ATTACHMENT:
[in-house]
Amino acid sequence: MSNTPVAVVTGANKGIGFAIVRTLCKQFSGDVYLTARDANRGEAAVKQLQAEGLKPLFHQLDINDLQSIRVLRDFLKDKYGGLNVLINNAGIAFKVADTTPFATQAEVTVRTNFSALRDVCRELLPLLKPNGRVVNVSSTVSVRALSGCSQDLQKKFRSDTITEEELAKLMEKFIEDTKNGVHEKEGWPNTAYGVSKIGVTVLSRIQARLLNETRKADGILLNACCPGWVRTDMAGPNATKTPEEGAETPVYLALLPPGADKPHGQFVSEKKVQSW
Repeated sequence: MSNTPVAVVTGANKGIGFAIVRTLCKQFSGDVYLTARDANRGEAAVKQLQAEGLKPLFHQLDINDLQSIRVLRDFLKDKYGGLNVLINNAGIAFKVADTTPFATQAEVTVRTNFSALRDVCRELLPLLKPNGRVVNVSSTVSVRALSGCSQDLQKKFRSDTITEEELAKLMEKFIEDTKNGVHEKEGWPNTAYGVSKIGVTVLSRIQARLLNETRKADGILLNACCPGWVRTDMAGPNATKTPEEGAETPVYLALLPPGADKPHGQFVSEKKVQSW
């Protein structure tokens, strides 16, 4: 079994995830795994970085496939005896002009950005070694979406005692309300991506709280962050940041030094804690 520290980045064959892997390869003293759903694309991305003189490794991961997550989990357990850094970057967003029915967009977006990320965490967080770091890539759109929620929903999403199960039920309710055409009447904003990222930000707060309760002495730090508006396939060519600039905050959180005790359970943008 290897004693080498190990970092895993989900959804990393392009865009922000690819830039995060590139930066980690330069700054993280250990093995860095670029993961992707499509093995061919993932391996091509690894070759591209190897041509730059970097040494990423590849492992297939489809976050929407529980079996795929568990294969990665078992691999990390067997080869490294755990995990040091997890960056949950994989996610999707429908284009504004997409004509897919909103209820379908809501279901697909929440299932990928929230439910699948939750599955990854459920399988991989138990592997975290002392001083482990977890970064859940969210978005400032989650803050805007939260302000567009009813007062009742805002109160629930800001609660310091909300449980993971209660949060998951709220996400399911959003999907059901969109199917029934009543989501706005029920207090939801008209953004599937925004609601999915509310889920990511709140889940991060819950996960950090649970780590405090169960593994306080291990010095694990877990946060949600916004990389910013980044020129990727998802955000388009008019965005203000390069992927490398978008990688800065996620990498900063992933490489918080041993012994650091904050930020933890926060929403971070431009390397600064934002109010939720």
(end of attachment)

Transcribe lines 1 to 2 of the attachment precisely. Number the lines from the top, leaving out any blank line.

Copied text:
[in-house]
Amino acid sequence: MSNTPVAVVTGANKGIGFAIVRTLCKQFSGDVYLTARDANRGEAAVKQLQAEGLKPLFHQLDINDLQSIRVLRDFLKDKYGGLNVLINNAGIAFKVADTTPFATQAEVTVRTNFSALRDVCRELLPLLKPNGRVVNVSSTVSVRALSGCSQDLQKKFRSDTITEEELAKLMEKFIEDTKNGVHEKEGWPNTAYGVSKIGVTVLSRIQARLLNETRKADGILLNACCPGWVRTDMAGPNATKTPEEGAETPVYLALLPPGADKPHGQFVSEKKVQSW